After the species' intentional introduction at Woburn in the 1890s, the main British population of Lady Amherst's Pheasant established itself along the Greensand Ridge of Bedfordshire, spreading naturally west into Buckinghamshire. The extensive mixed pine, ash, oak and beech woodlands in the area (with an introduced rhododendron understorey) appear to have made a passable analogue for its native deciduous forest and bamboo thickets. However, similar habitat elsewhere in Britain seems to have been unable to sustain numerous other introduction attempts over the last two centuries.
Native to south-western China and Burma, Lady Amherst's Pheasant was added to the British Ornithological Union's British List in 1971 on the basis of the Bedfordshire and Buckinghamshire population, which by then was estimated to have reached up to 200 pairs during surveys at the time for the British Trust for Ornithology's The Atlas of Breeding Birds in Britain and Ireland.
By the late 1980s, the Bedfordshire population had already undergone a notable decline, with a male-heavy ratio of around 65–75 per cent (though females are harder to detect and identify), and there were apparently no more than 40 individuals of the species by 2001. By 2008 it was thought that just five male 'Lady A's remained, with two reported last year; only one male has been seen so far in 2015. Reasons for this decline have been mooted as loss of habitat, degradation of the understorey — particularly from grazing by the also introduced Chinese Muntjac — increased predation, disturbance (including by birders) and inbreeding within a very small gene pool.
By any interpretation this looks like an extinction curve, and with the species only present in Britain for about 125 years — at times artificially fed — it could be argued that this species was never a true part of the British avifauna and, like Red-winged Laughingthrush on the Isle of Man, Lady Amherst's Pheasant may never have been truly 'established'.
Nevertheless this secretive yet beautiful species, along with Golden Pheasant, has traditionally been considered highly desirable by British birders and the ever-increasing rarity of Lady Amherst's only adds to its enigmatic aura. If this male is indeed the last of its kind surviving on the Greensand Ridge, he represents the sole remnant of a population that has enchanted British birders and drawn them to this pocket of the Home Counties for a number of decades.
In 2005, the British Ornithologists' Union (BOU) added Lady Amherst's Pheasant to Category C6 of the British list, a sub-category dedicated to 'formerly naturalised species' which are either extinct or no longer self-sustaining. This categorical reshuffle essentially renders uncountable any individuals not from the original, self-sustaining population, so the few remaining birds on the Greensand Ridge consequently became even more desirable to birders lacking the species on their lists. If the 2015 male is indeed the last remaining, there can be little argument that he represents a 'Holy Grail' of introduced birds.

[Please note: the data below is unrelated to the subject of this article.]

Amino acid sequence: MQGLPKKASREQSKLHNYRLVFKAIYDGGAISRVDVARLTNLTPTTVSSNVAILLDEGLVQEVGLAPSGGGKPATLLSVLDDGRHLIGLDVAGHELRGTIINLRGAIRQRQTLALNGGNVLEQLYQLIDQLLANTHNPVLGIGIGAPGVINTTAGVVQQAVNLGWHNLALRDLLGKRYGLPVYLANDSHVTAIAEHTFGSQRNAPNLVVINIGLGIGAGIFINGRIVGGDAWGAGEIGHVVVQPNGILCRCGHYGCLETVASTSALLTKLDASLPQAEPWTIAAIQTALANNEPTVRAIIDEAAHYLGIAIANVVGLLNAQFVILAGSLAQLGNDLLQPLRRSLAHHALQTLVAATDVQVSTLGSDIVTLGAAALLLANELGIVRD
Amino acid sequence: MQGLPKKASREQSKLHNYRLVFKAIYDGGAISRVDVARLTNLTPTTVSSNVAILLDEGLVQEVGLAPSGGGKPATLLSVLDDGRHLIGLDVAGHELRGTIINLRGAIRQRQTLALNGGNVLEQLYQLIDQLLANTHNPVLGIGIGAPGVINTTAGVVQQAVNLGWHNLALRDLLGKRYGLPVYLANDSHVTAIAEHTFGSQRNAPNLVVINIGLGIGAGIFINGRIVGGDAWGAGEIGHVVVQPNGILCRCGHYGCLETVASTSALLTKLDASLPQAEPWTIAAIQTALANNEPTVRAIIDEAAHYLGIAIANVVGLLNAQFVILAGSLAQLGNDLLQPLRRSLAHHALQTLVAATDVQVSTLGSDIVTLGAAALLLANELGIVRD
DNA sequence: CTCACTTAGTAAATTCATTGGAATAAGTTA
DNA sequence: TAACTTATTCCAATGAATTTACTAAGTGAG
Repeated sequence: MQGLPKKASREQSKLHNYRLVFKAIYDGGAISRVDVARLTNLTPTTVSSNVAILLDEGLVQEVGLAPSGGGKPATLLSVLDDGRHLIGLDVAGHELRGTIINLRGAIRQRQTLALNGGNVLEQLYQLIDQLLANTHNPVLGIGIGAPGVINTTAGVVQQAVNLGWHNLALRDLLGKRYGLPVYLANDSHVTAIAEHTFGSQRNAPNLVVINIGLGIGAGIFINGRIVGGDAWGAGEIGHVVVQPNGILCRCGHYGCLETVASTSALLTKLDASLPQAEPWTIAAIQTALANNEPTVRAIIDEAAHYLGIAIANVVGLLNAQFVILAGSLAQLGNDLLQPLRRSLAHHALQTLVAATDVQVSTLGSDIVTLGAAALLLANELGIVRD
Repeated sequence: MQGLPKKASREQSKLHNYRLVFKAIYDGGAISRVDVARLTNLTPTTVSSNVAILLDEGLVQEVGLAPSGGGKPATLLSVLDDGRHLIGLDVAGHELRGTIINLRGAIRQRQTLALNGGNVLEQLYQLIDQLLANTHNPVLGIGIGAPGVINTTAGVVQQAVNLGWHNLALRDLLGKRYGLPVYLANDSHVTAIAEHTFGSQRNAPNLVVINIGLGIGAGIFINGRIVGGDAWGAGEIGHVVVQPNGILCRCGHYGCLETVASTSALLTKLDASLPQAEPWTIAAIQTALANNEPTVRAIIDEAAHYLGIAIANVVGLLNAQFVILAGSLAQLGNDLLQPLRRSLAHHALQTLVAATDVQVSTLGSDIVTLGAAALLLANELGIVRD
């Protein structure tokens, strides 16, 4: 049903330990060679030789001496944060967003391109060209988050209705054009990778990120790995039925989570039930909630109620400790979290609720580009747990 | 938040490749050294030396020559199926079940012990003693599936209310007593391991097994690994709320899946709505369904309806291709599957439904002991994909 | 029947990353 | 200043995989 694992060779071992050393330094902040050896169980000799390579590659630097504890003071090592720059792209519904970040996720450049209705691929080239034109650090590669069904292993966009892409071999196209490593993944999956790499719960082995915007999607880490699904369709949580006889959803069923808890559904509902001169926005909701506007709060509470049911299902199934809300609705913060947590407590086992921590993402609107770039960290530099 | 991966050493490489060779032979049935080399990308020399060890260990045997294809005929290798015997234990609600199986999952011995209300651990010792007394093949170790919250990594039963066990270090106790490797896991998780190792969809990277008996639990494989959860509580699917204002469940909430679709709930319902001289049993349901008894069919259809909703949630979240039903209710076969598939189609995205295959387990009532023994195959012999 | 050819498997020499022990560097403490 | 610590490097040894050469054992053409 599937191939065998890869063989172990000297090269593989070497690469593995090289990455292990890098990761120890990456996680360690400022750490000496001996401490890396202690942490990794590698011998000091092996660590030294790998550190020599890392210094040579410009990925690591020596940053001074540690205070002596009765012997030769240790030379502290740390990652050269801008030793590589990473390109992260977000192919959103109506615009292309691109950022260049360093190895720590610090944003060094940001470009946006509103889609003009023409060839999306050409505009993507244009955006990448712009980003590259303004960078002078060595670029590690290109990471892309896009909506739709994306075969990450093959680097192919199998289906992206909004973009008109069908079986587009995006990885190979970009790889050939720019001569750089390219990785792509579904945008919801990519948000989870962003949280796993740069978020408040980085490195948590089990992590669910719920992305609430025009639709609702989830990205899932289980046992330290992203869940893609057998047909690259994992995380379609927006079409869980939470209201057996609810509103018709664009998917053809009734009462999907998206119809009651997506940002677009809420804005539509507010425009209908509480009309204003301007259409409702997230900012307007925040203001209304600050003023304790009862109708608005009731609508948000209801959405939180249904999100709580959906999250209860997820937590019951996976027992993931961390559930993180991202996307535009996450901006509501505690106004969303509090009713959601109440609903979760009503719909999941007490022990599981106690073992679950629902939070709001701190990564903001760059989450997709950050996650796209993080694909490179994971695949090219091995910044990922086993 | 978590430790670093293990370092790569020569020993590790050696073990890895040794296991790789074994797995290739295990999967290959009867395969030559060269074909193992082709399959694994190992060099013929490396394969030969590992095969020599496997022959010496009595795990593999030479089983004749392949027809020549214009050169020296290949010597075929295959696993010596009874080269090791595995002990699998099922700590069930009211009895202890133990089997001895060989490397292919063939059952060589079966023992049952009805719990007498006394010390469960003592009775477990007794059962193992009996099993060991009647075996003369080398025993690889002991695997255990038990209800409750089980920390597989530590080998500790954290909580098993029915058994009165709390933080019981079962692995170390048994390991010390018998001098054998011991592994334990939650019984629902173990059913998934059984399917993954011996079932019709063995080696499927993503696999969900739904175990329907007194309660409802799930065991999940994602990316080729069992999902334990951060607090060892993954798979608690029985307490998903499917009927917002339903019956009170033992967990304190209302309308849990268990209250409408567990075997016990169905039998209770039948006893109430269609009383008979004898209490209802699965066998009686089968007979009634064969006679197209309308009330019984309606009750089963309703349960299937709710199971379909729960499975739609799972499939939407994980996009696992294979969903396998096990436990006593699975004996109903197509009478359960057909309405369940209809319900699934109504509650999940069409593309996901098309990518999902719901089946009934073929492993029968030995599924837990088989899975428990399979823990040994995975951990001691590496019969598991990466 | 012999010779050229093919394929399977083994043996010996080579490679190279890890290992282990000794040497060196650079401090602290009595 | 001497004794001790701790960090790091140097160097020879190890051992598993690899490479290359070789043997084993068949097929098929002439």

Once this final, presumably old-aged, individual perishes, it will bring a colourful era to an end. While the argument persists that Lady Amherst's Pheasant has never formed a natural part of Britain's birdlife, it would be hard not to feel a pang of regret over the loss of such an exquisite and hard-to-see bird, whether from our countryside or our lists.
How to see the Lady Amherst's Pheasant
The (presumed) final male Lady Amherst's Pheasant resides at Millbrook Proving Ground near Lidlington, Bedfordshire. The site itself is both sensitive and strictly private, though the pheasant's favoured area can be viewed through the fence from a public footpath along the site's perimeter.
Park carefully by the church on Church Street in Lidlington (SP990389), cross the High Street and follow the footpath through the churchyard to the perimeter fence. Follow the footpath up the hill for c.200 metres to the top of some wooden 'steps' (SP993386; 52.0375, -0.5528). The pheasant favours the woodland ride, viewed north through the fence. Its appearances are sporadic, unpredictable and tend to be very brief, though it may become quite vocal throughout the spring. Viewing is only possible from this location and under no circumstances should birders try to enter the site. The Millbrook team have been particularly understanding and have gone as far as to install a seed hopper along the ride, with the aim of encouraging the bird to show more regularly.
A more detailed version of these directions can be found on the Bedfordshire Bird Club website. Sightings updates on the remaining Lady Amherst's Pheasant will be broadcast on Bird News Extra as and when reports are forthcoming.
ReferencesBalmer, D, Gillings, S, Caffrey, B, Swann, B, Downie, I, and Fuller, R. 2013. Bird Atlas 2007-11. BTO, Thetford.
Nightingale, B. 2005. The status of Lady Amherst's Pheasant in Britain. British Birds 98: 20-25.
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